KLXY (FM)

From Wikipedia, the free encyclopedia
Jump to navigation Jump to search
KLXY
CityWoodlake, California
Broadcast areaVisalia, California, area
BrandingK-Love
Frequency90.5 MHz
First air dateMay 1983
FormatChristian contemporary
ERP850 watts
HAAT761 meters (2,497 ft)
ClassB
Facility ID21210
Transmitter coordinates36°17′09″N 118°50′15″W / 36.28583°N 118.83750°W / 36.28583; -118.83750Coordinates: 36°17′09″N 118°50′15″W / 36.28583°N 118.83750°W / 36.28583; -118.83750
Former callsignsKUFW (1981-2019)[1]
AffiliationsK-Love
OwnerEducational Media Foundation
WebcastListen Live
Websiteklove.com

KLXY (90.5 FM) is an American non-commercial educational radio station licensed to serve the community of Woodlake in Tulare County, California. The station is owned and operated by the Educational Media Foundation, and is an affiliate of the Christian contemporary network K-Love.

As KUFW, KLXY previously broadcast a Regional Mexican music and educational programming format branded as "La Campesina 90.5 FM" to the farmworkers of the Visalia metropolitan area as part of the Radio Campesina Network.[2][3][4] ("Campesina" is a Spanish word meaning "peasant" or "farmworker".) Anthony Chavez, president of Farmworker Educational Radio Network, Inc., is the youngest son of American farm worker, labor leader, and civil rights activist César Chávez.[5]

History[edit]

Logo as "La Campesina"

In July 1980, the United Farm Workers union, working through a subsidiary named Farmworkers Communications, Inc., applied to the Federal Communications Commission (FCC) for a construction permit for a new broadcast radio station.[6] The FCC granted this permit on August 31, 1981, with a scheduled expiration date of August 31, 1982.[7] The new station was assigned call sign KUFW on November 30, 1981.[1] After multiple extensions, construction and testing were completed in May 1983 and KUFW began broadcasting under program test authority.[3][4] KUFW became the first radio station in the United States "dedicated to the needs of farmworkers".[3][6] The station was granted its broadcast license on June 28, 1984.[8]

The station was taken temporarily off the air in mid-April 1990 by a fire that gutted the interior of the broadcast facility and destroyed the station's control room. While repairs were being made, broadcasting resumed from one of the station's remote broadcast vans parked at the site of the fire-ravaged facility.[9]

In August 1995, Farmworkers Communications, Inc., filed an application with the FCC to transfer the KUFW broadcast license to National Farm Workers Service Center, Inc. The FCC approved the move on December 13, 1995, and the transaction was formally consummated on December 14, 1995.[10]

On September 2, 2011, lawyers representing radio stations KUFW and KNAI (Phoenix, Arizona) notified the FCC that license holder National Farm Workers Service Center, Inc., had legally changed its name to the "César Chávez Foundation" on June 30, 2010.[11]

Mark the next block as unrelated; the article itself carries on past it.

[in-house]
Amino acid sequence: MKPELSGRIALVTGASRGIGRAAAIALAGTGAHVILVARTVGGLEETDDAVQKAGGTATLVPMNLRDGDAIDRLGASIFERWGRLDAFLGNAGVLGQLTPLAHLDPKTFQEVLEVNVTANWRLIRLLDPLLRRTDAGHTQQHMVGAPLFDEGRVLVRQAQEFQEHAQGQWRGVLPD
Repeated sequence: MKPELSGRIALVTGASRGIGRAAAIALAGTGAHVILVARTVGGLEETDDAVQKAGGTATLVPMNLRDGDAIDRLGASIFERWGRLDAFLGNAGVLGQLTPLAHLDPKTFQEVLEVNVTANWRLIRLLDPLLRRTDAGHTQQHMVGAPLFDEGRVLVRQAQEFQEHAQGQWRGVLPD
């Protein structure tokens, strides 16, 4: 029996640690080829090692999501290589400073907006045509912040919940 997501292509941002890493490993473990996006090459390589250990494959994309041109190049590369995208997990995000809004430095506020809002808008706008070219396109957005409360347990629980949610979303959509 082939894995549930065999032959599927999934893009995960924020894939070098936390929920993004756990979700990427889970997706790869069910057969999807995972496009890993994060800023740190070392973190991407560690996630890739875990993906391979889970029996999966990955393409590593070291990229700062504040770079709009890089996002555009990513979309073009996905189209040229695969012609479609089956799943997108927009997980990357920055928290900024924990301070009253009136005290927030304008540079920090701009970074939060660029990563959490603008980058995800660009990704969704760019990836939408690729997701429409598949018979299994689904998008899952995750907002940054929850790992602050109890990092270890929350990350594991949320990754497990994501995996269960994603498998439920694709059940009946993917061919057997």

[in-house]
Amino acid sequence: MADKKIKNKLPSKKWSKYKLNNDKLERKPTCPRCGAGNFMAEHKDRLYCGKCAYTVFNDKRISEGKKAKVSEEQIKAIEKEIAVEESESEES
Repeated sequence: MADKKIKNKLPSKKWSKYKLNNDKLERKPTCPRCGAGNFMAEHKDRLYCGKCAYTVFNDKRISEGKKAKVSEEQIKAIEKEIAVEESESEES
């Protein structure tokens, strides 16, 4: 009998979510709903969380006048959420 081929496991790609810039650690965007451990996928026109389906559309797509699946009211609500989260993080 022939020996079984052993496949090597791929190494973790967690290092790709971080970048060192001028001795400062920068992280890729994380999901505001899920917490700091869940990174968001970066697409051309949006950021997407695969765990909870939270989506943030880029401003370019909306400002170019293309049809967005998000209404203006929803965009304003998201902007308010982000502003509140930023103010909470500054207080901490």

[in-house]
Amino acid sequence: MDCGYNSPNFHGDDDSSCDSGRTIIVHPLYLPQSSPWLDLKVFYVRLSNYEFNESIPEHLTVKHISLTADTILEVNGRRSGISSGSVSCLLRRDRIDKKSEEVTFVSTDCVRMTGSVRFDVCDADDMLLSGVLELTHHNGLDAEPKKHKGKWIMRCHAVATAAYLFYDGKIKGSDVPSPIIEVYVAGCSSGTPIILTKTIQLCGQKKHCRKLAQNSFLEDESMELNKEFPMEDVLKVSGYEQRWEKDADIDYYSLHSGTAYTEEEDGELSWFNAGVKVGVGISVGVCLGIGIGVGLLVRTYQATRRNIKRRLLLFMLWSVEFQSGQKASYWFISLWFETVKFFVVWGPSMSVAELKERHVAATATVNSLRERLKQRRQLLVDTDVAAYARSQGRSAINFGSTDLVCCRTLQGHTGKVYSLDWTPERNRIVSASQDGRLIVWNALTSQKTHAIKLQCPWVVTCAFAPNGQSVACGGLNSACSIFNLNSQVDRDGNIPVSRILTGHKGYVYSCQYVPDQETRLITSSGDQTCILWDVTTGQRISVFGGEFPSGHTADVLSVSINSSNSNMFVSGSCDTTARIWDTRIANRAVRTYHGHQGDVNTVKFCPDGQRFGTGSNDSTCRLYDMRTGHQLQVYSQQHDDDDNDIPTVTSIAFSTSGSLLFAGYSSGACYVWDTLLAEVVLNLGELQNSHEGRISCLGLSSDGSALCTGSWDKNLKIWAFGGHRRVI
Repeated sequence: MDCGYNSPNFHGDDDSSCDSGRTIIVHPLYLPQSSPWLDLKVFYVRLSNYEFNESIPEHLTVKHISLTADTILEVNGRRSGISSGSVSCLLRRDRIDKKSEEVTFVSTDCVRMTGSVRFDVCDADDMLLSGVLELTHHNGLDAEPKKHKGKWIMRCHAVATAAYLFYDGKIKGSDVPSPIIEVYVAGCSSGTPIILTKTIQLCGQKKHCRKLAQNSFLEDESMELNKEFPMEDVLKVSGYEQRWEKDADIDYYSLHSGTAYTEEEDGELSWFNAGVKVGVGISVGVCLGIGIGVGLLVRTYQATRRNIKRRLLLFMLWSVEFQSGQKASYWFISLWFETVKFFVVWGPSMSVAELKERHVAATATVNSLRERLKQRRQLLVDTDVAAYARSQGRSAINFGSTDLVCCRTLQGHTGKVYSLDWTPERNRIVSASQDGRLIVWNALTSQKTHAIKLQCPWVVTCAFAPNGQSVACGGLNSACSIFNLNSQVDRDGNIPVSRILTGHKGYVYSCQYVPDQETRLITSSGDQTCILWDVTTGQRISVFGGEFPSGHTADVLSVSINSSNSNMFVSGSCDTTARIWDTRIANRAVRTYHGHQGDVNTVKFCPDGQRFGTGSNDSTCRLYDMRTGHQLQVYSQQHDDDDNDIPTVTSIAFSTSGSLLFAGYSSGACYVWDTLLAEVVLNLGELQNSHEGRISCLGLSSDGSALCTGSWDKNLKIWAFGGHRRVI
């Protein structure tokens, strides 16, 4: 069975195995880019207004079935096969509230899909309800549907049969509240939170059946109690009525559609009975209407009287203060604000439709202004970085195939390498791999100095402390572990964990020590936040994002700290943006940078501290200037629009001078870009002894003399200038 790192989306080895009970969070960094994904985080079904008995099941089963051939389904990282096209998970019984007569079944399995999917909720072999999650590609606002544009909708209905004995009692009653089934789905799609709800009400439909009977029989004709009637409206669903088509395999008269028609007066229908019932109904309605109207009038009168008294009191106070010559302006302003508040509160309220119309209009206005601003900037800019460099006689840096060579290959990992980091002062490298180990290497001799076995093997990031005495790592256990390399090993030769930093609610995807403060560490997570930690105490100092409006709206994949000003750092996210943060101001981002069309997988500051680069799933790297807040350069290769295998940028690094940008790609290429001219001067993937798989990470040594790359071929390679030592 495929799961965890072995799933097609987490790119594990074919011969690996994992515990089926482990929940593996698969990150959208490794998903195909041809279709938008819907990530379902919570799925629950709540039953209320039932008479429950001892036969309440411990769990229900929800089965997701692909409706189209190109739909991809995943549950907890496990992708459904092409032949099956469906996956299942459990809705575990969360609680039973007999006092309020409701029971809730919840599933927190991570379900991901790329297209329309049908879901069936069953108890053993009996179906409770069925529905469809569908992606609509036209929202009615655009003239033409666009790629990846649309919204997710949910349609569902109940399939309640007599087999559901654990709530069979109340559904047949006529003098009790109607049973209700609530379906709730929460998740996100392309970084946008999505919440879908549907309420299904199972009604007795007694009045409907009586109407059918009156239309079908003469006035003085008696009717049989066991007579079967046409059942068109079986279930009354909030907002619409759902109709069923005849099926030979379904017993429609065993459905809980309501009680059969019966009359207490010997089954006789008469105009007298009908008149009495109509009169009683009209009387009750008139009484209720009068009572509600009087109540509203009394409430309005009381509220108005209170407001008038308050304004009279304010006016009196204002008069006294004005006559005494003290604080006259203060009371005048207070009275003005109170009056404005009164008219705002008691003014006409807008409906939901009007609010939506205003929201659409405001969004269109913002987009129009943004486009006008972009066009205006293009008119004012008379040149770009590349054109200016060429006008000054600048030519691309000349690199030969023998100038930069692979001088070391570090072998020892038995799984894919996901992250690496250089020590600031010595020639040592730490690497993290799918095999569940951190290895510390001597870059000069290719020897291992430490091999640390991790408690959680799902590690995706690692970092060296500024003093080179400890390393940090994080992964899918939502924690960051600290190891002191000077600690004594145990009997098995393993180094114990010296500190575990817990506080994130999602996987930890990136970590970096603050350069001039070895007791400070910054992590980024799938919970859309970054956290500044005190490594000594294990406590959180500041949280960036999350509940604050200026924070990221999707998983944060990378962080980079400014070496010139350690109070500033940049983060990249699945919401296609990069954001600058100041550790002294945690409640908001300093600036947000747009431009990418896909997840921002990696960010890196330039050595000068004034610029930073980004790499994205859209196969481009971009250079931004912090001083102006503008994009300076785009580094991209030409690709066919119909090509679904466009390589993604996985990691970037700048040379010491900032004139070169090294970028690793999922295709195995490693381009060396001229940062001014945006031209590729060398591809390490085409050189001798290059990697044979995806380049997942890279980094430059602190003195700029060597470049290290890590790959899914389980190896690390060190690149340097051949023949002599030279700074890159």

Effective August 20, 2019, the Cesar Chavez Foundation traded KUFW to Educational Media Foundation, in exchange for 106.3 KVPW, to consummate a deal that had been announced three years earlier. KUFW became an affiliate of K-Love,[12] and changed its call sign to KLXY.[1]

References[edit]

  1. ^ a b c Call Sign History, fcc.gov. Retrieved August 28, 2019.
  2. ^ "Station Information Profile". Arbitron. Retrieved January 21, 2012.
  3. ^ a b c "Farm Workers Get Own Radio Station". Miami Herald. United Press International. June 4, 1983. p. 3B. Retrieved January 21, 2012. KUFW, broadcasting on FM frequency 90.5, is the nation's first radio station dedicated to the needs of farmworkers.
  4. ^ a b "UFW shows its agility in middle age". Fresno Bee. September 1, 2002. Retrieved January 21, 2012. The union's radio network, which began with KUFW in Visalia in 1983[...]
  5. ^ "Historia" (in Spanish). La Campesina 92.5. Retrieved January 20, 2012.
  6. ^ a b "UFW Radio Station Spreads Labor News; Growers Fear Facility May Become Propaganda Tool for Union". Los Angeles Times. July 3, 1983. p. 3. Retrieved January 21, 2012.
  7. ^ "Application Search Details (BPED-19800708AJ)". FCC Media Bureau. August 31, 1981. Retrieved January 21, 2012.
  8. ^ "Application Search Details (BLED-19830524AA)". FCC Media Bureau. June 28, 1984. Retrieved January 21, 2012.
  9. ^ "Fire Shuts UFW Station; Broadcast Equipment Destroyed In Morning Blaze". Fresno Bee. April 19, 2012. Retrieved January 21, 2012.
  10. ^ "Application Search Details (BALED-19950821GH)". FCC Media Bureau. December 14, 1995. Retrieved January 21, 2012.
  11. ^ Paxson, Anne Thomas (September 2, 2011). "Change of Corporate Name of Licensee of Noncommercial FM Radio Stations". Borsari & Paxson. Retrieved January 21, 2012.
  12. ^ "La Campesina Returns To Fresno Following Long Pending Sale Closing", RadioInsight. August 21, 2019. Retrieved August 28, 2019.

External links[edit]